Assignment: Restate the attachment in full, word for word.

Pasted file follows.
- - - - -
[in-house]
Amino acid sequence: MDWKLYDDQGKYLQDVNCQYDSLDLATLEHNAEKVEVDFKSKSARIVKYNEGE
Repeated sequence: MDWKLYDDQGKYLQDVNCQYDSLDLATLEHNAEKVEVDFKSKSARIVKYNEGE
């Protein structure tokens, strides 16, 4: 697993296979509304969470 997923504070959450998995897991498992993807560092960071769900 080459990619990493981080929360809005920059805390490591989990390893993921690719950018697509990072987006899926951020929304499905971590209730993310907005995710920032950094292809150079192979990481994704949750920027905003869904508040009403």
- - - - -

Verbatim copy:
[in-house]
Amino acid sequence: MDWKLYDDQGKYLQDVNCQYDSLDLATLEHNAEKVEVDFKSKSARIVKYNEGE
Repeated sequence: MDWKLYDDQGKYLQDVNCQYDSLDLATLEHNAEKVEVDFKSKSARIVKYNEGE
């Protein structure tokens, strides 16, 4: 697993296979509304969470 997923504070959450998995897991498992993807560092960071769900 080459990619990493981080929360809005920059805390490591989990390893993921690719950018697509990072987006899926951020929304499905971590209730993310907005995710920032950094292809150079192979990481994704949750920027905003869904508040009403």